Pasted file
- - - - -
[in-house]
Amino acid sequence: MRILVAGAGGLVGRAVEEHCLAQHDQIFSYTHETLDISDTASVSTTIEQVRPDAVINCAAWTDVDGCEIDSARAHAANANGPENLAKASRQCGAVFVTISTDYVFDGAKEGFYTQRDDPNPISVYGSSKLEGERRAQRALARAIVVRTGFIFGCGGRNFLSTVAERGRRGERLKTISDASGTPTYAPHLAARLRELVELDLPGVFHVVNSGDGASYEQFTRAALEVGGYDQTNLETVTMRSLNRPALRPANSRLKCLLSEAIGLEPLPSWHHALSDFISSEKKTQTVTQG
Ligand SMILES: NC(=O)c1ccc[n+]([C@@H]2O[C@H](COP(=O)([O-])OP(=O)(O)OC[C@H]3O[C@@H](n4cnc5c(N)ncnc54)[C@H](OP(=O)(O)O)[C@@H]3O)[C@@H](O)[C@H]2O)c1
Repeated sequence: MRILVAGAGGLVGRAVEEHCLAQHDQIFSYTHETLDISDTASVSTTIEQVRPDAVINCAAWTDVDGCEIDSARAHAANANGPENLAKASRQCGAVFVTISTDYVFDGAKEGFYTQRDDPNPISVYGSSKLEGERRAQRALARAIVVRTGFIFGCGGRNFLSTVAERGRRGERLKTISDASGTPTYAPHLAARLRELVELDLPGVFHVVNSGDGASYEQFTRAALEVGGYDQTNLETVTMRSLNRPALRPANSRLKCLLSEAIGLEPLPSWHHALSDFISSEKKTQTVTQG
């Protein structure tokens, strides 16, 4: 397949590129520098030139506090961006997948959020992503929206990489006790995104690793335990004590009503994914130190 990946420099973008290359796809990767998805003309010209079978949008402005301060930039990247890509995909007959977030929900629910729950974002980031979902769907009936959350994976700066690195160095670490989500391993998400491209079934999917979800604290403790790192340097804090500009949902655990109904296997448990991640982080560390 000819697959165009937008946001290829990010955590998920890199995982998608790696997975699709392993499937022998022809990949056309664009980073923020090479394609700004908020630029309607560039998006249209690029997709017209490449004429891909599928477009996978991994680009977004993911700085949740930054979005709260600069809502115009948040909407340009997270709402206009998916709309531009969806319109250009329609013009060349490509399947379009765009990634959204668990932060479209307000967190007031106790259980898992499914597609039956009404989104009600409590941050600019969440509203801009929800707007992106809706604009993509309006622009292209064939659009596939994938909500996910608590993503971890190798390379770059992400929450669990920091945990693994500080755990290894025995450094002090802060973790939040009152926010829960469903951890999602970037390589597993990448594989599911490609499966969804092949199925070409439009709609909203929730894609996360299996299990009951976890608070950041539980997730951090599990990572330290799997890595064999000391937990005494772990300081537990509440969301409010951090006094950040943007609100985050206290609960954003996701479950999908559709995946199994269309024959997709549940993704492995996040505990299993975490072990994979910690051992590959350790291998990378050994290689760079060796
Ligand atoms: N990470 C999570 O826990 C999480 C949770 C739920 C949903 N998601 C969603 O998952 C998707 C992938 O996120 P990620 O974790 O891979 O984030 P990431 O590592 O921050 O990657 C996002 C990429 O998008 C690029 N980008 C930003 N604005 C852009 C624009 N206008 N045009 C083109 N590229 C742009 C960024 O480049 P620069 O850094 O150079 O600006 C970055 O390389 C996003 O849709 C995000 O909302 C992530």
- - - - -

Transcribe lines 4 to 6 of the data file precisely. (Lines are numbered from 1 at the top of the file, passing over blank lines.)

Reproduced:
Repeated sequence: MRILVAGAGGLVGRAVEEHCLAQHDQIFSYTHETLDISDTASVSTTIEQVRPDAVINCAAWTDVDGCEIDSARAHAANANGPENLAKASRQCGAVFVTISTDYVFDGAKEGFYTQRDDPNPISVYGSSKLEGERRAQRALARAIVVRTGFIFGCGGRNFLSTVAERGRRGERLKTISDASGTPTYAPHLAARLRELVELDLPGVFHVVNSGDGASYEQFTRAALEVGGYDQTNLETVTMRSLNRPALRPANSRLKCLLSEAIGLEPLPSWHHALSDFISSEKKTQTVTQG
């Protein structure tokens, strides 16, 4: 397949590129520098030139506090961006997948959020992503929206990489006790995104690793335990004590009503994914130190 990946420099973008290359796809990767998805003309010209079978949008402005301060930039990247890509995909007959977030929900629910729950974002980031979902769907009936959350994976700066690195160095670490989500391993998400491209079934999917979800604290403790790192340097804090500009949902655990109904296997448990991640982080560390 000819697959165009937008946001290829990010955590998920890199995982998608790696997975699709392993499937022998022809990949056309664009980073923020090479394609700004908020630029309607560039998006249209690029997709017209490449004429891909599928477009996978991994680009977004993911700085949740930054979005709260600069809502115009948040909407340009997270709402206009998916709309531009969806319109250009329609013009060349490509399947379009765009990634959204668990932060479209307000967190007031106790259980898992499914597609039956009404989104009600409590941050600019969440509203801009929800707007992106809706604009993509309006622009292209064939659009596939994938909500996910608590993503971890190798390379770059992400929450669990920091945990693994500080755990290894025995450094002090802060973790939040009152926010829960469903951890999602970037390589597993990448594989599911490609499966969804092949199925070409439009709609909203929730894609996360299996299990009951976890608070950041539980997730951090599990990572330290799997890595064999000391937990005494772990300081537990509440969301409010951090006094950040943007609100985050206290609960954003996701479950999908559709995946199994269309024959997709549940993704492995996040505990299993975490072990994979910690051992590959350790291998990378050994290689760079060796
Ligand atoms: N990470 C999570 O826990 C999480 C949770 C739920 C949903 N998601 C969603 O998952 C998707 C992938 O996120 P990620 O974790 O891979 O984030 P990431 O590592 O921050 O990657 C996002 C990429 O998008 C690029 N980008 C930003 N604005 C852009 C624009 N206008 N045009 C083109 N590229 C742009 C960024 O480049 P620069 O850094 O150079 O600006 C970055 O390389 C996003 O849709 C995000 O909302 C992530």